The Daniels Fund Ethics Initiative
A team of graduate students from Western Colorado University’s School of Business took the top honor at the Southern Colorado Daniels Fund Ethics Case Competition for the second year in a row.
The intense two-week competition highlights the Daniels Fund Ethics Initiative, which is based on eight principles: integrity, trust, accountability, transparency, fairness, respect, rule of law and viability. Teams are assigned a real-life scenario to solve, and Western’s team of graduate students from Western’s Outdoor Industry MBA program, Christina Bruno, Veronica Wilde and Abbigail Miller, won first place for their presentation.
“The graduate level ethics case study centered around unethical clinical trial practices by Roche Pharmaceuticals in Egypt,” Bruno said. “There was a lot of complexity surrounding the case that involved legal, ethical and financial considerations.”
The team was tasked to build the reputation of Roche in vaccine development with the success of their COVID-19 antibody test, despite the company’s history of violations. The team researched the company and applied not only the Daniel’s Principles, but biomedical ethics and other principles of human medical experimentation.
“Some of the strengths of our presentation, executive summary, action plan and other supporting documents were the extensive amounts of research we did to support our findings and action plan,” Bruno continued. “We were able look into financial records, fines, penalties, and put together a comprehensive plan that had a dollar amount attached to it that was reasonable.”
The Ethics Challenge
The Case Competition began in 2012 with the aim of exposing students to ethical decisions that they might encounter in their professional careers. The competition is judged on students’ ability to put self-interest aside and do what is right, instilling that ethical practices come from a constant foundation rather than a specific situation.
Students compete with teams from other Southern Colorado institutions and are asked to analyze, present and respond to questions by a panel of judges consisting of professionals and academics. This is Western’s fifth year competing in the Case Competition. Western Business Administration, Law Associate Professor Jeffrey Dykes, J.D., called the competition “intense.”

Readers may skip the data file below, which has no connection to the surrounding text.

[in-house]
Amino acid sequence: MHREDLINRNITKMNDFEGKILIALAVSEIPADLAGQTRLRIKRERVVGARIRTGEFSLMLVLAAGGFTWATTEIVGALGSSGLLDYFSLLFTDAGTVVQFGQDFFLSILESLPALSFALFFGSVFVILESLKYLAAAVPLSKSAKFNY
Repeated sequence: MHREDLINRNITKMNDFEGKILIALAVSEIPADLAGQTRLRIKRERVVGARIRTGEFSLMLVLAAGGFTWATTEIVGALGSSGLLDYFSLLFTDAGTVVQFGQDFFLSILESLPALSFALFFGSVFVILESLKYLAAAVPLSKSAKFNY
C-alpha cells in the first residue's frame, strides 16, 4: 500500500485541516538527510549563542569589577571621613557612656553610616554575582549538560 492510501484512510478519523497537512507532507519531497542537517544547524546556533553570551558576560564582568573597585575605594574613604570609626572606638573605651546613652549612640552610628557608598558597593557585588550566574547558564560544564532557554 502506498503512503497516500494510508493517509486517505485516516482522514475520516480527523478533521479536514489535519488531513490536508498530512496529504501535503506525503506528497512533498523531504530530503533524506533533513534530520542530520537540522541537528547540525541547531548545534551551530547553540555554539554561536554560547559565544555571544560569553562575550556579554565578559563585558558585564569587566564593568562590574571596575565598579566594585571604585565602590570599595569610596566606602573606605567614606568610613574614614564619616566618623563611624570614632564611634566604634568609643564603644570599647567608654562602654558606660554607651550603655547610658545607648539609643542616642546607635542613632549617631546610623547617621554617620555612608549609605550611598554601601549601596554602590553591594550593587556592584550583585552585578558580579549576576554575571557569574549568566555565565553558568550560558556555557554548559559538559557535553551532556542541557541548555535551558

“The amount of work that the graduate students put in was phenomenal. Our undergraduate teams also did an outstanding job. Students really stretch themselves in this competition,” said Dykes. “Providing students with principle-based tools to help them make ethical business decisions is a critical component of business school education.”
Success Through Collaboration
Western’s two undergraduate teams consisted of Ellen Snare, Allison D’Ercole, and Shawna Dieckmann; and Brooke Long and Ekaterina Jaramillo. Western was supported in this effort by Daniels Fund Ethics Champions Jennifer DeBoer, Ph.D.; Jessica Laramie, JD; Michael Vieregge, Ph.D., and Dykes.
Graduate student Wilde said teamwork and collaboration—even through virtual platforms—were the key elements to the top prize.
“Overall, my largest take away was being able to connect with my colleagues and mentors throughout the project, and learn from one another,” Wilde said.
Author Credit: Chris Rourke
Photo Credit: Carley Clegg